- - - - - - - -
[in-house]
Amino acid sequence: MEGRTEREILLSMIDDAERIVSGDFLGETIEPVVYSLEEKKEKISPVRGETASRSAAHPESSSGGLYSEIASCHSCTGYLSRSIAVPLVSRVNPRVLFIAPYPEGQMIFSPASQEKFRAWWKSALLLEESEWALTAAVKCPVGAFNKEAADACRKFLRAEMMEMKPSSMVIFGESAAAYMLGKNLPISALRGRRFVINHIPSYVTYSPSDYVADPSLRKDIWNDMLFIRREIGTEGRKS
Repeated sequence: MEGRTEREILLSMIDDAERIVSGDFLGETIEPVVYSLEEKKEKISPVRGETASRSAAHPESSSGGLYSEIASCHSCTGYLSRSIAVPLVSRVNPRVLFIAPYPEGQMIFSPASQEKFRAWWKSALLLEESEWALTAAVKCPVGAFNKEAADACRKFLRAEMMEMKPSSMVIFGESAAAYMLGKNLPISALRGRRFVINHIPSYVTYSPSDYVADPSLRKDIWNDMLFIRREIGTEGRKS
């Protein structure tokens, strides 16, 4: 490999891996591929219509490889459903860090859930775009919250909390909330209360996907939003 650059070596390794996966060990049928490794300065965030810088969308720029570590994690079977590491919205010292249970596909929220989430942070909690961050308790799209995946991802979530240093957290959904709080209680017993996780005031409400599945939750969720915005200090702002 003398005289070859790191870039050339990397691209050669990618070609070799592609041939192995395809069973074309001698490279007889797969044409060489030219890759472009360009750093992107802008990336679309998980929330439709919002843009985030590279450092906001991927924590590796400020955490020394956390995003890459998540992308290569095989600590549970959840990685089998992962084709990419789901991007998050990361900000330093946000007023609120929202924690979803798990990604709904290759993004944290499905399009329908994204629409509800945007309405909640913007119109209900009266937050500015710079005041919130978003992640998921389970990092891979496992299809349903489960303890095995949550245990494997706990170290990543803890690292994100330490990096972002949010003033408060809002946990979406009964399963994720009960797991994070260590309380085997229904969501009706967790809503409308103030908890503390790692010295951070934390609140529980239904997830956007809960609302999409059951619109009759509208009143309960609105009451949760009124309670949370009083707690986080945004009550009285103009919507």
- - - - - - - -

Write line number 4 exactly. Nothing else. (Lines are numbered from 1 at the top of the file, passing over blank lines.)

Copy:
């Protein structure tokens, strides 16, 4: 490999891996591929219509490889459903860090859930775009919250909390909330209360996907939003 650059070596390794996966060990049928490794300065965030810088969308720029570590994690079977590491919205010292249970596909929220989430942070909690961050308790799209995946991802979530240093957290959904709080209680017993996780005031409400599945939750969720915005200090702002 003398005289070859790191870039050339990397691209050669990618070609070799592609041939192995395809069973074309001698490279007889797969044409060489030219890759472009360009750093992107802008990336679309998980929330439709919002843009985030590279450092906001991927924590590796400020955490020394956390995003890459998540992308290569095989600590549970959840990685089998992962084709990419789901991007998050990361900000330093946000007023609120929202924690979803798990990604709904290759993004944290499905399009329908994204629409509800945007309405909640913007119109209900009266937050500015710079005041919130978003992640998921389970990092891979496992299809349903489960303890095995949550245990494997706990170290990543803890690292994100330490990096972002949010003033408060809002946990979406009964399963994720009960797991994070260590309380085997229904969501009706967790809503409308103030908890503390790692010295951070934390609140529980239904997830956007809960609302999409059951619109009759509208009143309960609105009451949760009124309670949370009083707690986080945004009550009285103009919507």